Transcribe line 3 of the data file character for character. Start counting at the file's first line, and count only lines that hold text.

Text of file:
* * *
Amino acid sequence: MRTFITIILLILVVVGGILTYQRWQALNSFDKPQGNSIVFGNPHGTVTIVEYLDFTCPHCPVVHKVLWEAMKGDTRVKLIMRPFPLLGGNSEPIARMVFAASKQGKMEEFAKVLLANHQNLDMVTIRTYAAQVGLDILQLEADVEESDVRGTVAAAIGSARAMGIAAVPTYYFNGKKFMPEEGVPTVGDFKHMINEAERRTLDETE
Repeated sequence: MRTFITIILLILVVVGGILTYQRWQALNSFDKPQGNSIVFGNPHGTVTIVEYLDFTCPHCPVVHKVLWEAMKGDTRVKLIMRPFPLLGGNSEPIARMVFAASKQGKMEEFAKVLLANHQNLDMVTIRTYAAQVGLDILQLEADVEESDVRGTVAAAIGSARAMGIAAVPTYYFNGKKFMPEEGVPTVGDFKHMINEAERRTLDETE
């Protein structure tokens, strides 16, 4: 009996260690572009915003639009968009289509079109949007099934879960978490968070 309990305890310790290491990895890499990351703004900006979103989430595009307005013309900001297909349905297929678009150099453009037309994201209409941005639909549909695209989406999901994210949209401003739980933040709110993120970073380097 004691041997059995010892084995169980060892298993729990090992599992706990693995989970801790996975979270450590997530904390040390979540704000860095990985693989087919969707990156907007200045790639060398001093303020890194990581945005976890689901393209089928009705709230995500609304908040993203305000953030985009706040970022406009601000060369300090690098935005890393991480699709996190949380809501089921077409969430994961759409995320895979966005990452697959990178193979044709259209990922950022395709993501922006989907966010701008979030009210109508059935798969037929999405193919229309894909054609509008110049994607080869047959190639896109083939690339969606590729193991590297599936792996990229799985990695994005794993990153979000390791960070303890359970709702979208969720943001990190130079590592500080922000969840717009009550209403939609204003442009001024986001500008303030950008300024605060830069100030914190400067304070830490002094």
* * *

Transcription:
């Protein structure tokens, strides 16, 4: 009996260690572009915003639009968009289509079109949007099934879960978490968070 309990305890310790290491990895890499990351703004900006979103989430595009307005013309900001297909349905297929678009150099453009037309994201209409941005639909549909695209989406999901994210949209401003739980933040709110993120970073380097 004691041997059995010892084995169980060892298993729990090992599992706990693995989970801790996975979270450590997530904390040390979540704000860095990985693989087919969707990156907007200045790639060398001093303020890194990581945005976890689901393209089928009705709230995500609304908040993203305000953030985009706040970022406009601000060369300090690098935005890393991480699709996190949380809501089921077409969430994961759409995320895979966005990452697959990178193979044709259209990922950022395709993501922006989907966010701008979030009210109508059935798969037929999405193919229309894909054609509008110049994607080869047959190639896109083939690339969606590729193991590297599936792996990229799985990695994005794993990153979000390791960070303890359970709702979208969720943001990190130079590592500080922000969840717009009550209403939609204003442009001024986001500008303030950008300024605060830069100030914190400067304070830490002094």